There is an old saying that when there is work to be done, you can only have two of the following three: fast, cheap or easy. The same thing may be said of removing a shrub stump. One of the fastest, least expensive methods for removing a large shrub stump is to sever the stump from its roots and dig it out of the ground. This process is considerably simpler on shrubs than it is for larger trees with a more extensive root system.
Make an initial cut in the trunk of your shrub on the side of the trunk in the direction you want the shrub to fall. Cut only 1/3 of the way through the tree's trunk. Use a hand saw or an ax. Make this first cut between three and four feet above the soil line. This will make the stump taller and give you something to grasp as you cut the stump from the ground.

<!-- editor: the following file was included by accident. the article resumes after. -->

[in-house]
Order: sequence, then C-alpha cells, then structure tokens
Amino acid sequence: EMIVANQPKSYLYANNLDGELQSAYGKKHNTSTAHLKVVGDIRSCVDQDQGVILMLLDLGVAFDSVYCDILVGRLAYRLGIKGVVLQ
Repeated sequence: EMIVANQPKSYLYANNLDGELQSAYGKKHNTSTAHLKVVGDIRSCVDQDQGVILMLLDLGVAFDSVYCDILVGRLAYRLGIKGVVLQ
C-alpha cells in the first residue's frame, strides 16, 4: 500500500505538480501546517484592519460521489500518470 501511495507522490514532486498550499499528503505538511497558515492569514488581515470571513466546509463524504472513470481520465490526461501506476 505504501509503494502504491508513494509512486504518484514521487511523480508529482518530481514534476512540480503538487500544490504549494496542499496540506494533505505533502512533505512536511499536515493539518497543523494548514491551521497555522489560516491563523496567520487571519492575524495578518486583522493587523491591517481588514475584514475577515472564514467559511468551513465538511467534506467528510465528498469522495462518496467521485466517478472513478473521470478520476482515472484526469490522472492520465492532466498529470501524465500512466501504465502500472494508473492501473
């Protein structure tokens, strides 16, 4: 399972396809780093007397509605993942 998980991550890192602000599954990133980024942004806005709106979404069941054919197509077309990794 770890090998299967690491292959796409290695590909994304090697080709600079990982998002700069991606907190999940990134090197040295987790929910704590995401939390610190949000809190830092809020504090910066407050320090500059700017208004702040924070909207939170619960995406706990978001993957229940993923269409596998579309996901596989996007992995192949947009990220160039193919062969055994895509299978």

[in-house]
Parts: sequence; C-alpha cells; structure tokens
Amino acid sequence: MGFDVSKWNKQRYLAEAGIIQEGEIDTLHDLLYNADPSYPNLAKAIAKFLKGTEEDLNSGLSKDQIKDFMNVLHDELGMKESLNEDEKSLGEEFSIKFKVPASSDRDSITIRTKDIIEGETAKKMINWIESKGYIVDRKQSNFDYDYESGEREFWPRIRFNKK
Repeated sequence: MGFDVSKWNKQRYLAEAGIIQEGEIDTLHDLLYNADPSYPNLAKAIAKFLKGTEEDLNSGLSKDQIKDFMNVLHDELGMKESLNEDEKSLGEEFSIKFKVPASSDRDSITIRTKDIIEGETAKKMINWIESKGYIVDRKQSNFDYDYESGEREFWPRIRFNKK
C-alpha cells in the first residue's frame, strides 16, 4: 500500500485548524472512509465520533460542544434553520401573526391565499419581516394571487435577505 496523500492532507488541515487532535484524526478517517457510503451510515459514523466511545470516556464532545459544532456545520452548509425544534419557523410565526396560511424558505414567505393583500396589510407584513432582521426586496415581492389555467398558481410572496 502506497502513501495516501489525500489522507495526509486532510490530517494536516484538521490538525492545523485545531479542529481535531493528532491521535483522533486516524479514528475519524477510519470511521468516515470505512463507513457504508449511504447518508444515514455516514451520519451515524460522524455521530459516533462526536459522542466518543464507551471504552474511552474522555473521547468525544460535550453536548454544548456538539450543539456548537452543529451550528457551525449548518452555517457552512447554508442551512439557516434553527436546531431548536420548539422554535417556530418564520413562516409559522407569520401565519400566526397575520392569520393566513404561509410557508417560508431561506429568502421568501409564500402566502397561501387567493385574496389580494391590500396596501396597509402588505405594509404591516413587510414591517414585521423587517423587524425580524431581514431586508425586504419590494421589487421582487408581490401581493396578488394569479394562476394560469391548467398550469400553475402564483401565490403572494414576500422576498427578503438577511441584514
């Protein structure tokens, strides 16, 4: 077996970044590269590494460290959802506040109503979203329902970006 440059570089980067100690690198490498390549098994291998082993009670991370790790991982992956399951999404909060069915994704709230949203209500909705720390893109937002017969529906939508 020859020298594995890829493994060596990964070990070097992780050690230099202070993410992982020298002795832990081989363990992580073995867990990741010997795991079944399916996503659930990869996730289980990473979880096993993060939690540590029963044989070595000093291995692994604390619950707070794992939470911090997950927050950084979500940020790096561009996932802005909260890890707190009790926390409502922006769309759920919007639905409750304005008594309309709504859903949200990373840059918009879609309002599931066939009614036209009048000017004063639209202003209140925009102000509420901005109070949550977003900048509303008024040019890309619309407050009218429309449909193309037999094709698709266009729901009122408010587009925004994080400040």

Saw through the shrub on the other side of the initial cut with your hand saw by positioning the saw or ax slightly higher on the trunk than the initial cut. Push the shrub over in the direction you wish it to fall. By cutting your stump in two parts, you avoid pinching and binding the blade.
Dig a hole around the stump of the shrub four feet wide and two feet deep with a grub hoe to expose the root system. Cut through the roots with the grub hoe or branch loppers.
Push the shrub stump over on its side to expose any roots on the underside of the shrub. Cut through these roots with the ax, grub hoe or branch loppers.
Grasp the stump at a point between the soil line and the top of the stump. Pull upward and twist the shrub to pull it free of the ground.
Fill in the hole with loose soil, using a shovel.